I met Jenni a few years back at XPDay Benelux. She did a wonderfull session together with Portia Tung. I have to admit I was at the session because of Portia. I was so impressed with Jenni, I went to her flirting with your stakeholder session the next day. I left even more impressed. I had numerous online conversation with Jenni since. I was really glad when Nicole invited her.
What is something people usually don’t know about you but has influenced you in who you are?
Many people do not know that I had a sister who died in a car accident. She was nearly 18, I was 20. That was the first time I’d experienced a death of someone close to me. I felt a lot of guilt at the time – she was a much happier person than I was. And being the only surviving sibling, I felt a bit lost dealing with my and my parents’ grief. Of course, this is a sad story, but it has had a major influence on my life. I really appreciate who my sister was, and afterwards I can see that I appreciate others so much more, I think, than I would have without having gone through this loss. Living each day to the fullest is not a cliché for me. It’s helped me to make some courageous decisions.
If you would not have been in IT, what would have become of you?
Hmmm, I guess I am now working in IT, aren’t I? I’m helping project teams improve their communication and collaboration. But I don’t have an IT background, so I don’t necessarily identify myself as “in IT.” I think that if I had not discovered Agile, I would still be working with executives and organizations helping them communicate the benefits of their products and services to end-user customers. I like what I do now much better. It’s more challenging, more interesting and I can see a greater good created by using Agile methodologies within the entire organization.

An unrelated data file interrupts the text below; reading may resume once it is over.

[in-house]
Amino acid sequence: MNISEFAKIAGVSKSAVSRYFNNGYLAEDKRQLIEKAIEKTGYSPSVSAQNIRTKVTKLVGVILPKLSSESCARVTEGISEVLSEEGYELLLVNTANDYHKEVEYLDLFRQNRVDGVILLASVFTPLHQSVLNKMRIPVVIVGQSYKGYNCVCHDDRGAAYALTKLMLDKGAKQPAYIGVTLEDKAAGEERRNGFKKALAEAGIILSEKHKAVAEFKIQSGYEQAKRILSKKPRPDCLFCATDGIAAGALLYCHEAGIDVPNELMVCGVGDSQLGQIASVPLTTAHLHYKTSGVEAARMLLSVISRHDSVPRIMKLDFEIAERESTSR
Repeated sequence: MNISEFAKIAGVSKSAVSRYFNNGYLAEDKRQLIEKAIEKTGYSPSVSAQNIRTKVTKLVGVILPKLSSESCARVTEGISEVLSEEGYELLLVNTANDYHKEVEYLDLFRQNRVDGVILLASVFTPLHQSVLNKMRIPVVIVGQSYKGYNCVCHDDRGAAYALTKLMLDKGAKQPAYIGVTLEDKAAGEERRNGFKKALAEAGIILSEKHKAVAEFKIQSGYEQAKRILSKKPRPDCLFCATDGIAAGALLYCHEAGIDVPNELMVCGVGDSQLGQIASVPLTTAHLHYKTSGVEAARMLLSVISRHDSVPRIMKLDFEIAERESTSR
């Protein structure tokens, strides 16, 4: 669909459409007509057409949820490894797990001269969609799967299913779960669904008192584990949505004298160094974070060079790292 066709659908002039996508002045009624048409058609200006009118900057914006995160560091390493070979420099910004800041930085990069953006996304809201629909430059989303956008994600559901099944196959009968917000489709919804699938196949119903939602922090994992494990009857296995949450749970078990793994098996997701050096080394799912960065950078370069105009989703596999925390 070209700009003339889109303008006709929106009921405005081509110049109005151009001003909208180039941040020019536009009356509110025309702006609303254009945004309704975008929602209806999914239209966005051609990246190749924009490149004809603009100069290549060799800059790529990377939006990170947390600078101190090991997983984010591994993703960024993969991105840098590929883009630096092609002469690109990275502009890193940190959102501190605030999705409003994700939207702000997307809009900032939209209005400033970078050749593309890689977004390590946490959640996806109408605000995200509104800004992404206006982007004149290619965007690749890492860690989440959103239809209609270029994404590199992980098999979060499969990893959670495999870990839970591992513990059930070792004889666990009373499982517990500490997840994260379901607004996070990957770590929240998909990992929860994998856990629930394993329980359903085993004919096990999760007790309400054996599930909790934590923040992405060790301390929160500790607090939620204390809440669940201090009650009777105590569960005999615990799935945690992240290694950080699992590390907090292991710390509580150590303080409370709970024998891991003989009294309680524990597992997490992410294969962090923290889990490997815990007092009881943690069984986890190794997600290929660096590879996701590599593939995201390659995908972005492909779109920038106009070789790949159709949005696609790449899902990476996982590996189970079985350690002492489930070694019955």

What is your biggest challenge and why is it a good thing for you?
My biggest challenge right now is to continue to integrate in Denmark. I moved here from the U.S. in 2008 (for love). My Danish is not quite fluent yet, but I’ve made major steps. My next goal is, in two years, to be doing my work completely in Danish if that is what the client prefers. Really learning the language is good for me because it’s been an unexpected “test” that I think helps keep my mind sharp. Isn’t that what they say, you should challenge your brain by learning another language? It’s either that or crossword puzzles…
What drives you?
Two things: my desire to share what I know with others to help them align with goals, create meaning for their stakeholders, and build trust within the organization, AND my perfectionist tendencies, which are not always a good thing. I want to do the best job I can at all times. Making my clients happy is critical, but making sure I feel I’ve done my very best is even more important to me.
What is your biggest achievement?
What is the last book you have read?
Fiction: Fire dage i marts, about a woman’s relationship with her mother, grandmother, son and boyfriend, and events that span four days in March – in Danish.
Non-fiction: SWITCH, by Chip Heath and Dan Heath about organizational change.
What question do you think I should also ask and what is the answer?
Q. Where do you go to learn?
A. Many places: conferences (especially the smaller ones), books, courses, blogs, twitter…but conversations, really deep conversations, with others both in and outside of the Agile community, seem to be where I learn most.
Who do you think I should ask next?
There are so many smart, talented people in this community. How about:
- Ole Jepsen – my partner in all things, and the man that brought “Agile” to Denmark.
- Martin Heider – young, energetic, helping lead the Agile movement in Germany.
- Michael Sahota – okay, I just feel good hanging around Michael. His focus is on using games as a way to align with strategies and get people really communicating.
- Portia Tung – her ability to get at the heart of the matter and work with teams to find answers is uncanny.